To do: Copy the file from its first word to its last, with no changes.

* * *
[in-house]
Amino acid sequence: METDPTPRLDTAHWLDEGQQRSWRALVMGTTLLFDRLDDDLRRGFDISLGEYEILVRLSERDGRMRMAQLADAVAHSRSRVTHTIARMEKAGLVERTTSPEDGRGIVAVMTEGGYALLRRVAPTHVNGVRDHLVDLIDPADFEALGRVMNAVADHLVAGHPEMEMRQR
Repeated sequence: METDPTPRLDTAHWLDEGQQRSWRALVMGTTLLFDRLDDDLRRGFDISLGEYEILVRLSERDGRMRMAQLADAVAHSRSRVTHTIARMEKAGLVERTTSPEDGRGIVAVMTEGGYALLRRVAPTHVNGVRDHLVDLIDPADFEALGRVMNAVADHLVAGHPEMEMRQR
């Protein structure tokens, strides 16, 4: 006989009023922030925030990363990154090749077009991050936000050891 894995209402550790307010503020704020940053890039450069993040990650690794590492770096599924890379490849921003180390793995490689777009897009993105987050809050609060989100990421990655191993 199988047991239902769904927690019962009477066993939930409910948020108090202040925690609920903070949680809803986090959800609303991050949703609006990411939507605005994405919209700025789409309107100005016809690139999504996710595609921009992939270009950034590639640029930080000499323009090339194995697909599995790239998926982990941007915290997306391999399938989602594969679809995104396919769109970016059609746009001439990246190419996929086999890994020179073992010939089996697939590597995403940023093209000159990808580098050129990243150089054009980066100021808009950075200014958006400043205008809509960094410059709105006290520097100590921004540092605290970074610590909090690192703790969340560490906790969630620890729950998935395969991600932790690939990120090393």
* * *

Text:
[in-house]
Amino acid sequence: METDPTPRLDTAHWLDEGQQRSWRALVMGTTLLFDRLDDDLRRGFDISLGEYEILVRLSERDGRMRMAQLADAVAHSRSRVTHTIARMEKAGLVERTTSPEDGRGIVAVMTEGGYALLRRVAPTHVNGVRDHLVDLIDPADFEALGRVMNAVADHLVAGHPEMEMRQR
Repeated sequence: METDPTPRLDTAHWLDEGQQRSWRALVMGTTLLFDRLDDDLRRGFDISLGEYEILVRLSERDGRMRMAQLADAVAHSRSRVTHTIARMEKAGLVERTTSPEDGRGIVAVMTEGGYALLRRVAPTHVNGVRDHLVDLIDPADFEALGRVMNAVADHLVAGHPEMEMRQR
């Protein structure tokens, strides 16, 4: 006989009023922030925030990363990154090749077009991050936000050891 894995209402550790307010503020704020940053890039450069993040990650690794590492770096599924890379490849921003180390793995490689777009897009993105987050809050609060989100990421990655191993 199988047991239902769904927690019962009477066993939930409910948020108090202040925690609920903070949680809803986090959800609303991050949703609006990411939507605005994405919209700025789409309107100005016809690139999504996710595609921009992939270009950034590639640029930080000499323009090339194995697909599995790239998926982990941007915290997306391999399938989602594969679809995104396919769109970016059609746009001439990246190419996929086999890994020179073992010939089996697939590597995403940023093209000159990808580098050129990243150089054009980066100021808009950075200014958006400043205008809509960094410059709105006290520097100590921004540092605290970074610590909090690192703790969340560490906790969630620890729950998935395969991600932790690939990120090393």